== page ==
9 Oct
2017
Posted in: Poems
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Standing Under

The Buddha taught that suffering is to be understood. We understand suffering by allowing ourselves to feel the truth of it — that is, we “stand under” it — and in doing so, we see its nature, its cause, and perhaps come to a new relationship with the unavoidable fact of it in our lives, one that does not add to that suffering, but instead, leads to its end.

***

At Cafe Sangha on Saturday, Lingli shared with me these two poems written by her professor Rock Cottone, about his son Torre, who was born with muscular dystrophy 17 years ago and who passed away suddenly last week.

Madonna
by Rock Cottone

She held him in her arms.
Thin, frail, weak,
But alive,
Like a sheet draped gently across her arms,
Her Duchenne child,
Dystrophic,
Transformed,
Transfigured,
As the body of Christ
Of Michelangelo’s Pieta,
Yet different,
Because he smiled up at her,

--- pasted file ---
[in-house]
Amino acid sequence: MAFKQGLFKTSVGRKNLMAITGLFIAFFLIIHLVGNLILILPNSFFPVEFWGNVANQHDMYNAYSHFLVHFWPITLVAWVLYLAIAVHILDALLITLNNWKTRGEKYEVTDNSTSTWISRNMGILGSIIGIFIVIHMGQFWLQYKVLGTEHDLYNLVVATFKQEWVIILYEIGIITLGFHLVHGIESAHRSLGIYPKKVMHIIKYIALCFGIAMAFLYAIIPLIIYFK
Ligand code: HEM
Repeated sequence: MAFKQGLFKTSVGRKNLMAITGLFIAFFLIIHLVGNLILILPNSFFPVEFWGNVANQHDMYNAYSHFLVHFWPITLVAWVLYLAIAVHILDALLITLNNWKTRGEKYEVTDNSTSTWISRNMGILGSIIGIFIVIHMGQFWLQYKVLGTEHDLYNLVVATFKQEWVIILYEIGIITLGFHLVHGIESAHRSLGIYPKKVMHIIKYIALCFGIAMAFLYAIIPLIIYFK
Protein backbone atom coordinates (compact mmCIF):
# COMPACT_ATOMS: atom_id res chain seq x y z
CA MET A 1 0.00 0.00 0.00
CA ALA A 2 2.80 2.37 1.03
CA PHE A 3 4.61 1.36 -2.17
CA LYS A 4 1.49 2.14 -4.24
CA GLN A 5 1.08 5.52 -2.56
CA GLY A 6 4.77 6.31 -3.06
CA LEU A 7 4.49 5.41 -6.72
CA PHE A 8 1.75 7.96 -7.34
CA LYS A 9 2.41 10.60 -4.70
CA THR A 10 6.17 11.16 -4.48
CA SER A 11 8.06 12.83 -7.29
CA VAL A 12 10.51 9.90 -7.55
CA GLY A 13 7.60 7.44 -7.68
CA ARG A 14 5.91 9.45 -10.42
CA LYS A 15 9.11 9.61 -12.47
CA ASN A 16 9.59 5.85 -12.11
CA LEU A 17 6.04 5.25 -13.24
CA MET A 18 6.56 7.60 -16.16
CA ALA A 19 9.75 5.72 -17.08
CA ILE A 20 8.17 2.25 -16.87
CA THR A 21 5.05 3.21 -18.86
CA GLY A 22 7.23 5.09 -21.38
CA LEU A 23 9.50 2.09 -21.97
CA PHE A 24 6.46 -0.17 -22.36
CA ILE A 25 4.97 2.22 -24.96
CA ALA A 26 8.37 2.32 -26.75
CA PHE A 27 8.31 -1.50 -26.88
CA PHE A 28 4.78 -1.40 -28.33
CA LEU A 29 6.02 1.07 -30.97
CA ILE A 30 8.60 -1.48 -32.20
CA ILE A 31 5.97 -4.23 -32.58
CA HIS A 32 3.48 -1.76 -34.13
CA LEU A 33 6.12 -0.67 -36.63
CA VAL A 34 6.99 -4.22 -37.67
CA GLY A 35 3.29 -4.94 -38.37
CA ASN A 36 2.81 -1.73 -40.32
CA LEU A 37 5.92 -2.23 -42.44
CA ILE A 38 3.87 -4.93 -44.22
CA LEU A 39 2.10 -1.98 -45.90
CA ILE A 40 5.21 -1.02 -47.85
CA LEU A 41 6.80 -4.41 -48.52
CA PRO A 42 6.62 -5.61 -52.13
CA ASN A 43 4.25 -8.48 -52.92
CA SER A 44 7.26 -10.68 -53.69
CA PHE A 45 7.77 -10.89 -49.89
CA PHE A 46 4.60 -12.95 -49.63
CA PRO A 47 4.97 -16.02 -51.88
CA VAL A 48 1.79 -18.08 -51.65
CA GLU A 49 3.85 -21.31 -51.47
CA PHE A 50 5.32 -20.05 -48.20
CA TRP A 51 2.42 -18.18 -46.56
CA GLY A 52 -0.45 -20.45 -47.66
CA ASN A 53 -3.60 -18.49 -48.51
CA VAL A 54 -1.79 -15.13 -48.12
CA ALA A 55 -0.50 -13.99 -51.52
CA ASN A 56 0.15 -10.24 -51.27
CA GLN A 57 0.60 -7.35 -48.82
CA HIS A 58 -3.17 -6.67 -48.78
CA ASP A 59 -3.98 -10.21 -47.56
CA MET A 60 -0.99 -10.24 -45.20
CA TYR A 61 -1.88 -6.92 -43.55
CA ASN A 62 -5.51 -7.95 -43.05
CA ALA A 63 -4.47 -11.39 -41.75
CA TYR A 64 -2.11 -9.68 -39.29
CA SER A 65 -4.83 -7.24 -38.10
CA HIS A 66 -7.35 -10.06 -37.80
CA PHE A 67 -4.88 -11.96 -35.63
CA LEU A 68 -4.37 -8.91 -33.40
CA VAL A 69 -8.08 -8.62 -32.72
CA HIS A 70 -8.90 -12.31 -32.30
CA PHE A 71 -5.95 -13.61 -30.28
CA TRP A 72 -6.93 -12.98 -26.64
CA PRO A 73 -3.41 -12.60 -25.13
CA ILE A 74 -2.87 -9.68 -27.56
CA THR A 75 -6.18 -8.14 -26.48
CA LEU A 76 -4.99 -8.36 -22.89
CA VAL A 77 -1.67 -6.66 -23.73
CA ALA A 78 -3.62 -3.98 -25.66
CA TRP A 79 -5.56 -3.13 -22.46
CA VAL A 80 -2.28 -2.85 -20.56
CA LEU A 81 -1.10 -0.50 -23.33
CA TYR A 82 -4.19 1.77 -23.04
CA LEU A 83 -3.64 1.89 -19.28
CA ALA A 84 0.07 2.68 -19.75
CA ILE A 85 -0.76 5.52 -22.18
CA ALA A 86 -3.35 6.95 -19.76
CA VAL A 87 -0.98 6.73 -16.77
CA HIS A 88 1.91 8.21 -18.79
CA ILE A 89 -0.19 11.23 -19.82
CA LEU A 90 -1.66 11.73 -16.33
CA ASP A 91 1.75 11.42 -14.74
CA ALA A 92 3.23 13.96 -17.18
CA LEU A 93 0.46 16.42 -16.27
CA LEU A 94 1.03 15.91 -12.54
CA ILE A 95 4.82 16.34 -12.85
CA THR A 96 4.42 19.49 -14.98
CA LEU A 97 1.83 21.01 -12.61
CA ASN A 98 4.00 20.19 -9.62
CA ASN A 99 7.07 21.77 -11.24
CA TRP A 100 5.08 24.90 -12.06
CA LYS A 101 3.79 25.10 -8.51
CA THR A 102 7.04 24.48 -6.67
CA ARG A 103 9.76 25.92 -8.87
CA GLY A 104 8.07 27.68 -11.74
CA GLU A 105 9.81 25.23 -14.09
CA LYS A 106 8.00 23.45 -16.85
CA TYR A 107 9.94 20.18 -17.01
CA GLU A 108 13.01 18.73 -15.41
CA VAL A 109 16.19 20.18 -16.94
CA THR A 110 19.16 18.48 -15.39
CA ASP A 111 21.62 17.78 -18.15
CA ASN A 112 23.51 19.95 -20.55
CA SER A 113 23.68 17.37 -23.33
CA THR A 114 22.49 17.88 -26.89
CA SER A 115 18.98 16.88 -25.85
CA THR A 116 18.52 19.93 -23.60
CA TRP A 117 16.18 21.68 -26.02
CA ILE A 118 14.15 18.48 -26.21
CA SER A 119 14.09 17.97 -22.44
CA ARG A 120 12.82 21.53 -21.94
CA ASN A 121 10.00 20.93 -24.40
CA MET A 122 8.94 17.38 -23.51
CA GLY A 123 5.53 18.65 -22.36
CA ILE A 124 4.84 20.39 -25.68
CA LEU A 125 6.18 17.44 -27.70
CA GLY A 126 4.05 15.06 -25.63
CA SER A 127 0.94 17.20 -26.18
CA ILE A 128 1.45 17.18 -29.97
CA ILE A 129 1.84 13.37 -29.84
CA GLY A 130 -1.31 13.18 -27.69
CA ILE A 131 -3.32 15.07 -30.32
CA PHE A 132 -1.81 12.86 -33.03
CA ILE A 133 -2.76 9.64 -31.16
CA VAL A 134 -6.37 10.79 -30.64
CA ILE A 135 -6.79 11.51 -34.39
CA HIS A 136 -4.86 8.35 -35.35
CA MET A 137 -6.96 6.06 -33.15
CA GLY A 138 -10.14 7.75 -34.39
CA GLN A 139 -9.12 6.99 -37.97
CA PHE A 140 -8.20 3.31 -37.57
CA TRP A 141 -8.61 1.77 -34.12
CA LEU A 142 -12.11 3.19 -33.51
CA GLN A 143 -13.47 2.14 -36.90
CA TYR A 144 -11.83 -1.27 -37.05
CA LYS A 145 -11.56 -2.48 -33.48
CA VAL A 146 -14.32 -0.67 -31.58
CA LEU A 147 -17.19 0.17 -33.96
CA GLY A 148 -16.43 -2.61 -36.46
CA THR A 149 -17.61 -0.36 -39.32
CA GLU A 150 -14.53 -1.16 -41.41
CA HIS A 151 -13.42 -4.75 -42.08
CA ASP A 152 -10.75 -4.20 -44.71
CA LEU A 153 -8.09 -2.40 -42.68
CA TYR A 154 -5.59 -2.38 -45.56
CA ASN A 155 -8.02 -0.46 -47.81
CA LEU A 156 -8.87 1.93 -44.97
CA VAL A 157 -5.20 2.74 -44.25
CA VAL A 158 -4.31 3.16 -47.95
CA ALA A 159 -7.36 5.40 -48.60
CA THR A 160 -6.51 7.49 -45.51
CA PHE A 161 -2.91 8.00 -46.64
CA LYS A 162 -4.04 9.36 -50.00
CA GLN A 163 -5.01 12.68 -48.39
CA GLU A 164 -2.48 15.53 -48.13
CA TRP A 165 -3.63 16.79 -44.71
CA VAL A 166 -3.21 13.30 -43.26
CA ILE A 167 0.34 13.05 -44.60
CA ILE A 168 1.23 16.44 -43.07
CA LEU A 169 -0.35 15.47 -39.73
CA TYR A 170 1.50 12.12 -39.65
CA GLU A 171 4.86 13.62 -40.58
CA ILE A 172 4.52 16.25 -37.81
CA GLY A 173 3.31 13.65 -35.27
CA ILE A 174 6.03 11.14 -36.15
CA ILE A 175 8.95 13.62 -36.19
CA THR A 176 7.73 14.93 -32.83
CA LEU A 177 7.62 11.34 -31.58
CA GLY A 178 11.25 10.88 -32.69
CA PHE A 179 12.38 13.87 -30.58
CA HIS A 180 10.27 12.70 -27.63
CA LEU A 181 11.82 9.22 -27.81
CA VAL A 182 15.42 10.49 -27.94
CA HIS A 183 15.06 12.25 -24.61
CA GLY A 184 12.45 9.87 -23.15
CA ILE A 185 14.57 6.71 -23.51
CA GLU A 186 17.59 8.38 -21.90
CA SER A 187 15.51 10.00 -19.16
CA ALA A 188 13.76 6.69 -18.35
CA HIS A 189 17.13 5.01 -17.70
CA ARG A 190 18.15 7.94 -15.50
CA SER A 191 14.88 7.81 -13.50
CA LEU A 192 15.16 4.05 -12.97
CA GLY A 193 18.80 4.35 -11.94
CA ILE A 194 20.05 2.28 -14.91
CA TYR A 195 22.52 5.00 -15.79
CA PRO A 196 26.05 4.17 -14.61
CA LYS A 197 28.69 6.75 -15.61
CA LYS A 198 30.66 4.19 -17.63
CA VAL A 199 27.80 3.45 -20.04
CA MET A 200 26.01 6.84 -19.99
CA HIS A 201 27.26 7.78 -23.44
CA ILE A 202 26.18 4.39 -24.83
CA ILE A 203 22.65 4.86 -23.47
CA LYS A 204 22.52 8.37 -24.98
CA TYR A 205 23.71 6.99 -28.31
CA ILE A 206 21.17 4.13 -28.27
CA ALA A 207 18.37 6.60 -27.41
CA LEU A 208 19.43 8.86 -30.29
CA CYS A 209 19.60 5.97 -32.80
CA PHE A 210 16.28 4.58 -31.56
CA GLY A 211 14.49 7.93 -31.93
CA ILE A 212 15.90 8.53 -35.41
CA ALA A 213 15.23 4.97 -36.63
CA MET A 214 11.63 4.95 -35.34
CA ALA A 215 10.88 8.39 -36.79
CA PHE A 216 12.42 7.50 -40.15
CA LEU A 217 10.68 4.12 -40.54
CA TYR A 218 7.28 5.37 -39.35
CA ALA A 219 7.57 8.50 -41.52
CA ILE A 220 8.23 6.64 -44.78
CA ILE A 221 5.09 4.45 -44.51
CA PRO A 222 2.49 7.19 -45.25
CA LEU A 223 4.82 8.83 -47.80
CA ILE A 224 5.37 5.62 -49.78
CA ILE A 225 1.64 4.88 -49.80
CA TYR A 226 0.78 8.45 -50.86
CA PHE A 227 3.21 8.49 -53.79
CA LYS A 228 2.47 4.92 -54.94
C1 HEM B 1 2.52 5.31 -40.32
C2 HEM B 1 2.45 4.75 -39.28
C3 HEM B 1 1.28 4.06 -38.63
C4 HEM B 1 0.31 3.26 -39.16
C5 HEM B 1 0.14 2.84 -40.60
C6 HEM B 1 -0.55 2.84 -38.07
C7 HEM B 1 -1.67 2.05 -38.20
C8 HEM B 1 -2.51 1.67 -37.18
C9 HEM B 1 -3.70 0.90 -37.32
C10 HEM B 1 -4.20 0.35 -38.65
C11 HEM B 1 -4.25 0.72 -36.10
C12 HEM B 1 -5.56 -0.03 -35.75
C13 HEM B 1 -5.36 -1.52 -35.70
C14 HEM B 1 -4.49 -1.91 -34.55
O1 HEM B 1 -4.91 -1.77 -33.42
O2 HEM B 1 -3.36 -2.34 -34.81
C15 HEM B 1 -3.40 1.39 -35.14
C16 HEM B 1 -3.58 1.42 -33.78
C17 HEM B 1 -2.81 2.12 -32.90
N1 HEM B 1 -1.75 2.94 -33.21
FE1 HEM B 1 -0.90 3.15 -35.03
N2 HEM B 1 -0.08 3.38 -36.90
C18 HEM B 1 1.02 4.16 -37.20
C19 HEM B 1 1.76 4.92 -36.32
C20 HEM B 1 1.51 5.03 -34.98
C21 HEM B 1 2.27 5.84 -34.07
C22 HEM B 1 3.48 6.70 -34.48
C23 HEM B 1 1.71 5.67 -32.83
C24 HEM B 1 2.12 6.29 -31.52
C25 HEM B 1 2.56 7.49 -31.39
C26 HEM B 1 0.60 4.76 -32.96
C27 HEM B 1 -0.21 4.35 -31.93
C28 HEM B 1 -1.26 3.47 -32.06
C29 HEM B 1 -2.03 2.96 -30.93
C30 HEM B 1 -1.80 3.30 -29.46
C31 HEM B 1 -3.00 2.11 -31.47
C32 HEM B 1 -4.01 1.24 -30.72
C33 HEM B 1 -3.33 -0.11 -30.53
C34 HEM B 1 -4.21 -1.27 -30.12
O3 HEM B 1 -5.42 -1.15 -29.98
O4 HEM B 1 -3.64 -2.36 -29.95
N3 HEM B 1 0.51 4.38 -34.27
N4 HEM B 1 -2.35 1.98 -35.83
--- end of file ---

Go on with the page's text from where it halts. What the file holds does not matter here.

Loved her,
And showed her life.

***

Angle’s Song to Mother
by Rock Cottone

Place your cheek by mine
And look up to the stars that shine,
For you are the mother of an angle child.

Take comfort here.
Relinquish all your fear.
The promise of a healthy child I cannot give.

But know that I have been restyled
To rise up to the brightest start
Against the darkest night.

And as my body fails,
My wings will sprout
To take me on a journey
To a place where spirits soar,
And earthly limits are no more.

I feel your warmth nearby.
Rejoice in knowing I will fly
Unfettered by a corporal cast,
As time relieves me of its grasp.

And though you may feel little solace,
It’s important that you know this:
An eyelash wisp, and angle feather,
We are one, now and forever. 

***

(poems published in “High Romance”, 2012)

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